Friday, 24 June 2016
Last updated 5 min ago
Sep 28 2012 | 2:53pm ET
A former analyst at SAC Capital Advisors has pleaded guilty to insider-trading charges, just a month before he was set to go to trial with two alleged co-conspirators.
Jon Horvath became the sixth person to plead guilty in the case, in which U.S. Attorney Preet Bharara has said a "criminal club" shared confidential tips about technology companies and illegally traded their stocks. The scheme allegedly produced some $62 million in illicit profits.
Horvath's plea comes after his former boss at SAC, Michael Steinberg, was identified in the press as an unindicted co-conspirator in the case. Horvath, who covered technology stocks at SAC's Sigma Capital Management unit, has agreed to cooperate with prosecutors; it is unclear if authorities are pursuing criminal charges against Steinberg.
At his plea hearing today in Manhattan federal court, Horvath said he received confidential tips about Dell Inc. and Nvidia Corp. and "provided the information to the portfolio manager I worked for and we executed trades in stock based on that information." Horvath did not name Steinberg in his allocution and did not specify whether Steinberg knew the information he provided was confidential.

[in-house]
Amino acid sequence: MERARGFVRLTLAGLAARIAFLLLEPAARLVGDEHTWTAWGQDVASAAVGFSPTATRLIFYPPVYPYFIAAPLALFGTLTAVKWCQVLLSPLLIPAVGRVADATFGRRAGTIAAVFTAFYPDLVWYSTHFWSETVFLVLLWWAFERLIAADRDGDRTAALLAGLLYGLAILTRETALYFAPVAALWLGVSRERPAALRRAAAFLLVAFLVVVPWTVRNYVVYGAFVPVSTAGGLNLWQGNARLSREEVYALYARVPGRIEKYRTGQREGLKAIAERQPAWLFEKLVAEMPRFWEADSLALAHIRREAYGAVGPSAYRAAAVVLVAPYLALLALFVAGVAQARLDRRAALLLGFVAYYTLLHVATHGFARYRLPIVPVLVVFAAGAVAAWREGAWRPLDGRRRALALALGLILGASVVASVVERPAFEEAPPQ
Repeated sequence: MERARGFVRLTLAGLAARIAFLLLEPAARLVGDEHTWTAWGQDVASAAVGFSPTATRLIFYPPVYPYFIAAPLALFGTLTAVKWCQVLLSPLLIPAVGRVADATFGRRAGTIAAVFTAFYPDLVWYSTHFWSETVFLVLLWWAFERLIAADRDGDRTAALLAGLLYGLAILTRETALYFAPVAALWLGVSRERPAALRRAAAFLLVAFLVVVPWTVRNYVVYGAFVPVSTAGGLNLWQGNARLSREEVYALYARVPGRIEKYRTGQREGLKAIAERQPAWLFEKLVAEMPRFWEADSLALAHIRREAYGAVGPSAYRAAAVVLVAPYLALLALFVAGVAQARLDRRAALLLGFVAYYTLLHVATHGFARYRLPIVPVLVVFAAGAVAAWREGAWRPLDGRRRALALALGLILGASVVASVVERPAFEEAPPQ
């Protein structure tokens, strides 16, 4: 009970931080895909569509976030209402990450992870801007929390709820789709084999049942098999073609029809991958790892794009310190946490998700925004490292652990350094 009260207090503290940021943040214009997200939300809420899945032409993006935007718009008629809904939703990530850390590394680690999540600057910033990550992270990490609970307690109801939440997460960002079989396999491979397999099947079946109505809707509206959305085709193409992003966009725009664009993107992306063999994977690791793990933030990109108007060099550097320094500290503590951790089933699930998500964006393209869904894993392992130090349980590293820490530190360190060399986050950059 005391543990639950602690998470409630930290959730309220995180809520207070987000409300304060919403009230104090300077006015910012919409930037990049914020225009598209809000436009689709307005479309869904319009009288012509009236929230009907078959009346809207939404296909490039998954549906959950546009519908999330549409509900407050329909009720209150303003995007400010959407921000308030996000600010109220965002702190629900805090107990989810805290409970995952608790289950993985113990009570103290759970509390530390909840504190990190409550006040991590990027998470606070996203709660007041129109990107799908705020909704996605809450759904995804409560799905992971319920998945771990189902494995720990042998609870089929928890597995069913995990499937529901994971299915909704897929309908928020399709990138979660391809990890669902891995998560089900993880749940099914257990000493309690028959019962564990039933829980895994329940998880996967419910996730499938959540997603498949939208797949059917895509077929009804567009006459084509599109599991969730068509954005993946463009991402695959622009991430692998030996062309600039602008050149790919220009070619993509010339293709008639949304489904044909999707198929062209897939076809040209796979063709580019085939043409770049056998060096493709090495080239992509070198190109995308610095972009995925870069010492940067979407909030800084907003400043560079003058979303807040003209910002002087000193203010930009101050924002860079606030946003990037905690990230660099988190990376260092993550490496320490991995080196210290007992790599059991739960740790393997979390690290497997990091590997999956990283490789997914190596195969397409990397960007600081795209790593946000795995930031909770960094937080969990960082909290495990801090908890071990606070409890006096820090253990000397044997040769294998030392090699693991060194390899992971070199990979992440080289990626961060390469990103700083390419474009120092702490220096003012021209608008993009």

As part of his cooperation agreement, Horvath has agreed to testify against his former co-defendants, Level Global Investors co-founder Anthony Chiasson and former Diamondback Capital Management trader Todd Newman. It is unclear if prosecutors plan to call him.
Horvath faces up to 20 years in prison on the conspiracy and securities fraud charges. The Swedish citizen could also be deported after his release from prison, if he is sent to jail. He is likely to face far less time in prison than the maximum due to his cooperation.
Neither SAC nor Steinberg have been accused of any wrongdoing.
"Until today, Mr. Horvath maintained he had not violated the law and we gave him the benefit of the presumption of innocence," SAC said. "We are disappointed and angered to learn Mr. Horvath admittedly violated the law and SAC's policies forbidding insider trading. We expect our employees to have integrity, play by the rules and follow the letter and spirit of the law."
"I was part of a group of analysts who agreed to obtain and share information about public companies," Horvath said today. "Some of the information I received was material, non-public information that I knew came from public company employees and I knew they were not permitted to share with outsiders."